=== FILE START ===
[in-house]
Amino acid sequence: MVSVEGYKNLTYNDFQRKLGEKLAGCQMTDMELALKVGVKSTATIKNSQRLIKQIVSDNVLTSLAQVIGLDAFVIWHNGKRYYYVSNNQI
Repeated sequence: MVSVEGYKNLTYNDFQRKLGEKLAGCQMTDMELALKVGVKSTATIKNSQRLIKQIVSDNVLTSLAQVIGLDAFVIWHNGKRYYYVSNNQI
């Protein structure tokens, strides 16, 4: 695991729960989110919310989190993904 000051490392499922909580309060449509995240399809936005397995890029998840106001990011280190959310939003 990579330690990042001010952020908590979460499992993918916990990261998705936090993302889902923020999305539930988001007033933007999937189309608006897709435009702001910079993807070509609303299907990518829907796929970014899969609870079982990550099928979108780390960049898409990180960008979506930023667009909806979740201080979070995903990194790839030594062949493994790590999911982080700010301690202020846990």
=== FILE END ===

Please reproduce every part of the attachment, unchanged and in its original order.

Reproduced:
[in-house]
Amino acid sequence: MVSVEGYKNLTYNDFQRKLGEKLAGCQMTDMELALKVGVKSTATIKNSQRLIKQIVSDNVLTSLAQVIGLDAFVIWHNGKRYYYVSNNQI
Repeated sequence: MVSVEGYKNLTYNDFQRKLGEKLAGCQMTDMELALKVGVKSTATIKNSQRLIKQIVSDNVLTSLAQVIGLDAFVIWHNGKRYYYVSNNQI
């Protein structure tokens, strides 16, 4: 695991729960989110919310989190993904 000051490392499922909580309060449509995240399809936005397995890029998840106001990011280190959310939003 990579330690990042001010952020908590979460499992993918916990990261998705936090993302889902923020999305539930988001007033933007999937189309608006897709435009702001910079993807070509609303299907990518829907796929970014899969609870079982990550099928979108780390960049898409990180960008979506930023667009909806979740201080979070995903990194790839030594062949493994790590999911982080700010301690202020846990």